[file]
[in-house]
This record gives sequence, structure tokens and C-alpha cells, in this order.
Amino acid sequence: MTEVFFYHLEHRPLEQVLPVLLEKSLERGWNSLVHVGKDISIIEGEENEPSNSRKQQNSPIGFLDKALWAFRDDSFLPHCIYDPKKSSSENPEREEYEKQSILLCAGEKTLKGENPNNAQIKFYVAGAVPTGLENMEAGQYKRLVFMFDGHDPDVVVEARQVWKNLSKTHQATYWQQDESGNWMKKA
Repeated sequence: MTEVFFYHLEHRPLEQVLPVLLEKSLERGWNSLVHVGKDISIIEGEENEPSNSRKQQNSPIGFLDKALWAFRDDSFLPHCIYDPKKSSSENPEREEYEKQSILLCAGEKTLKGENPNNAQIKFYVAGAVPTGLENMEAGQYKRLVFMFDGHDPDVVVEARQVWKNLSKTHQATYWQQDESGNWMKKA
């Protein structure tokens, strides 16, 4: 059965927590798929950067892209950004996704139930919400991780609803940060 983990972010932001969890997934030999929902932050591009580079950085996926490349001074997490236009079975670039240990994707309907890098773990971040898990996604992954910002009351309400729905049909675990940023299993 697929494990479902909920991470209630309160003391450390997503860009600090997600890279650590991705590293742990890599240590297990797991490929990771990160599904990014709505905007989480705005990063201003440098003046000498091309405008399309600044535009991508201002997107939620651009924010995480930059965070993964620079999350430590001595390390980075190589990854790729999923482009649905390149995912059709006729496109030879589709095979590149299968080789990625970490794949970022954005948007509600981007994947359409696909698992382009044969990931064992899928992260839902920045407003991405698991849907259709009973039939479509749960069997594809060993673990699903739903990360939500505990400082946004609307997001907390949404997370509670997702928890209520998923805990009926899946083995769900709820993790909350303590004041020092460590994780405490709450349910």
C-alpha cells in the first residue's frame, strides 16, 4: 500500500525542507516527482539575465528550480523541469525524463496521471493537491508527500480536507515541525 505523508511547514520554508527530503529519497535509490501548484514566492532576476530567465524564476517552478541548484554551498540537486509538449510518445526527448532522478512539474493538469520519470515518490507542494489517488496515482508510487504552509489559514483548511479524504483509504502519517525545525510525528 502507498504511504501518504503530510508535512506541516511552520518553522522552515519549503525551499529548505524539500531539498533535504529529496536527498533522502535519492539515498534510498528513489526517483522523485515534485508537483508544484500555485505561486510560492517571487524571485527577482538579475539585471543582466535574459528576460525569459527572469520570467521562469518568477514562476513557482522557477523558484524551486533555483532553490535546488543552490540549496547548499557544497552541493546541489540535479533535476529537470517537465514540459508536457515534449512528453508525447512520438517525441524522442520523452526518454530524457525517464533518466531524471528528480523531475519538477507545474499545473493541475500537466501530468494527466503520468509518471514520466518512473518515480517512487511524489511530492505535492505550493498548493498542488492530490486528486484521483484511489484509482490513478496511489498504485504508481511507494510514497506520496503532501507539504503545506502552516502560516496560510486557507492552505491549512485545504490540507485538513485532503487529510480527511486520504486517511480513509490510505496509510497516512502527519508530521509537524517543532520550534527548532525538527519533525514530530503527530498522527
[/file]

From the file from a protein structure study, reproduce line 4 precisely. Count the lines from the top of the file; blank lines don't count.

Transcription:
Repeated sequence: MTEVFFYHLEHRPLEQVLPVLLEKSLERGWNSLVHVGKDISIIEGEENEPSNSRKQQNSPIGFLDKALWAFRDDSFLPHCIYDPKKSSSENPEREEYEKQSILLCAGEKTLKGENPNNAQIKFYVAGAVPTGLENMEAGQYKRLVFMFDGHDPDVVVEARQVWKNLSKTHQATYWQQDESGNWMKKA